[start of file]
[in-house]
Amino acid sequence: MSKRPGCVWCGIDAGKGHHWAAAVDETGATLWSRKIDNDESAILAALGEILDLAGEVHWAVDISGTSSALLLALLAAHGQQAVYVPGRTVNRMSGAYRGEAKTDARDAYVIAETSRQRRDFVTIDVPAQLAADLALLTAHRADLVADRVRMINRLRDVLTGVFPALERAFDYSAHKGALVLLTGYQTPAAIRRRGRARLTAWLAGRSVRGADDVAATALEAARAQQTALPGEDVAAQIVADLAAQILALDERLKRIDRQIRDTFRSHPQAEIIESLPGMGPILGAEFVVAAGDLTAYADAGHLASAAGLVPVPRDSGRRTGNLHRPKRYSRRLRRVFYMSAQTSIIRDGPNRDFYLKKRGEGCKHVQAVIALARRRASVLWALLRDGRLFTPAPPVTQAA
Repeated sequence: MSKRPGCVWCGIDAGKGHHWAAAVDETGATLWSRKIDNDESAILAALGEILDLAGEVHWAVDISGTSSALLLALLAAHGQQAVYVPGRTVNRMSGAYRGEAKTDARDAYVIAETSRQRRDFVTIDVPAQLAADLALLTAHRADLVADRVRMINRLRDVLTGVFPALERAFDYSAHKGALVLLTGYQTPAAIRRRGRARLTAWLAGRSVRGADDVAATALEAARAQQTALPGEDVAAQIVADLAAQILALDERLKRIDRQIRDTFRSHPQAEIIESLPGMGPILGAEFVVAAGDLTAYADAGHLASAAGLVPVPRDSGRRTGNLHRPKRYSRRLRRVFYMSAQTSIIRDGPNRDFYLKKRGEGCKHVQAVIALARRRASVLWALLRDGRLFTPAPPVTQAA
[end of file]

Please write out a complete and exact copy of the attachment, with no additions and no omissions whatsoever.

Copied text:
[in-house]
Amino acid sequence: MSKRPGCVWCGIDAGKGHHWAAAVDETGATLWSRKIDNDESAILAALGEILDLAGEVHWAVDISGTSSALLLALLAAHGQQAVYVPGRTVNRMSGAYRGEAKTDARDAYVIAETSRQRRDFVTIDVPAQLAADLALLTAHRADLVADRVRMINRLRDVLTGVFPALERAFDYSAHKGALVLLTGYQTPAAIRRRGRARLTAWLAGRSVRGADDVAATALEAARAQQTALPGEDVAAQIVADLAAQILALDERLKRIDRQIRDTFRSHPQAEIIESLPGMGPILGAEFVVAAGDLTAYADAGHLASAAGLVPVPRDSGRRTGNLHRPKRYSRRLRRVFYMSAQTSIIRDGPNRDFYLKKRGEGCKHVQAVIALARRRASVLWALLRDGRLFTPAPPVTQAA
Repeated sequence: MSKRPGCVWCGIDAGKGHHWAAAVDETGATLWSRKIDNDESAILAALGEILDLAGEVHWAVDISGTSSALLLALLAAHGQQAVYVPGRTVNRMSGAYRGEAKTDARDAYVIAETSRQRRDFVTIDVPAQLAADLALLTAHRADLVADRVRMINRLRDVLTGVFPALERAFDYSAHKGALVLLTGYQTPAAIRRRGRARLTAWLAGRSVRGADDVAATALEAARAQQTALPGEDVAAQIVADLAAQILALDERLKRIDRQIRDTFRSHPQAEIIESLPGMGPILGAEFVVAAGDLTAYADAGHLASAAGLVPVPRDSGRRTGNLHRPKRYSRRLRRVFYMSAQTSIIRDGPNRDFYLKKRGEGCKHVQAVIALARRRASVLWALLRDGRLFTPAPPVTQAA